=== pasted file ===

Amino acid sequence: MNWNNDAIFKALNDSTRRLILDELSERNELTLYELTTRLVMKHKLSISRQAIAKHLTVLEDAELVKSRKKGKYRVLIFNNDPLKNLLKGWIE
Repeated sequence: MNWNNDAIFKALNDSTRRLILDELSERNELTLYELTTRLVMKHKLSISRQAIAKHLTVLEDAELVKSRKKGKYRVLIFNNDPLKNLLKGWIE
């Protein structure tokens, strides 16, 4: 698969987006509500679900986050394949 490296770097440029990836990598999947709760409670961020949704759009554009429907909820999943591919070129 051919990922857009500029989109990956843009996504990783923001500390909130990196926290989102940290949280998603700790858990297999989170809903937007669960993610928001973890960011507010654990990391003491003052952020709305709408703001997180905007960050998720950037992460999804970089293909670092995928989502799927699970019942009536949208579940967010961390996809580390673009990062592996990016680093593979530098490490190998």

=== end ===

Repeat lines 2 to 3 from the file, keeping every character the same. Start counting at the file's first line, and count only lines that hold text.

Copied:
Repeated sequence: MNWNNDAIFKALNDSTRRLILDELSERNELTLYELTTRLVMKHKLSISRQAIAKHLTVLEDAELVKSRKKGKYRVLIFNNDPLKNLLKGWIE
């Protein structure tokens, strides 16, 4: 698969987006509500679900986050394949 490296770097440029990836990598999947709760409670961020949704759009554009429907909820999943591919070129 051919990922857009500029989109990956843009996504990783923001500390909130990196926290989102940290949280998603700790858990297999989170809903937007669960993610928001973890960011507010654990990391003491003052952020709305709408703001997180905007960050998720950037992460999804970089293909670092995928989502799927699970019942009536949208579940967010961390996809580390673009990062592996990016680093593979530098490490190998």